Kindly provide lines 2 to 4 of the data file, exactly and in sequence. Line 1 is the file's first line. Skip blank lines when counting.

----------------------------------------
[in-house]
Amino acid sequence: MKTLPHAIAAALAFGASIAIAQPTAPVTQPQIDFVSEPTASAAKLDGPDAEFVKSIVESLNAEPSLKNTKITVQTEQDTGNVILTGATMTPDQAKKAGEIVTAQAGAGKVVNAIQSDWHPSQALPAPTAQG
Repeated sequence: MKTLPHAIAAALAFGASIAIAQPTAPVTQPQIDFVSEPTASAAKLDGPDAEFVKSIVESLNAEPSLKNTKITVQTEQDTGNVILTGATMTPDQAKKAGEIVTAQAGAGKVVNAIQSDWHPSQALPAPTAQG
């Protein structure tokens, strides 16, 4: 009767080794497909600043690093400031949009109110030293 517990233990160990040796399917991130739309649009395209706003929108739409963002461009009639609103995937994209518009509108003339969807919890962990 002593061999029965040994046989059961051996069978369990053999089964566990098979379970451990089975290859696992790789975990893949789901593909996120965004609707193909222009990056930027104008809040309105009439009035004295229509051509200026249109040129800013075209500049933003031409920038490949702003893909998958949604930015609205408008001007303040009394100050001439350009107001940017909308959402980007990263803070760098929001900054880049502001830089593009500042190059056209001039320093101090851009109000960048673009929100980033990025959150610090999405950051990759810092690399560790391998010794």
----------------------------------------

Amino acid sequence: MKTLPHAIAAALAFGASIAIAQPTAPVTQPQIDFVSEPTASAAKLDGPDAEFVKSIVESLNAEPSLKNTKITVQTEQDTGNVILTGATMTPDQAKKAGEIVTAQAGAGKVVNAIQSDWHPSQALPAPTAQG
Repeated sequence: MKTLPHAIAAALAFGASIAIAQPTAPVTQPQIDFVSEPTASAAKLDGPDAEFVKSIVESLNAEPSLKNTKITVQTEQDTGNVILTGATMTPDQAKKAGEIVTAQAGAGKVVNAIQSDWHPSQALPAPTAQG
């Protein structure tokens, strides 16, 4: 009767080794497909600043690093400031949009109110030293 517990233990160990040796399917991130739309649009395209706003929108739409963002461009009639609103995937994209518009509108003339969807919890962990 002593061999029965040994046989059961051996069978369990053999089964566990098979379970451990089975290859696992790789975990893949789901593909996120965004609707193909222009990056930027104008809040309105009439009035004295229509051509200026249109040129800013075209500049933003031409920038490949702003893909998958949604930015609205408008001007303040009394100050001439350009107001940017909308959402980007990263803070760098929001900054880049502001830089593009500042190059056209001039320093101090851009109000960048673009929100980033990025959150610090999405950051990759810092690399560790391998010794």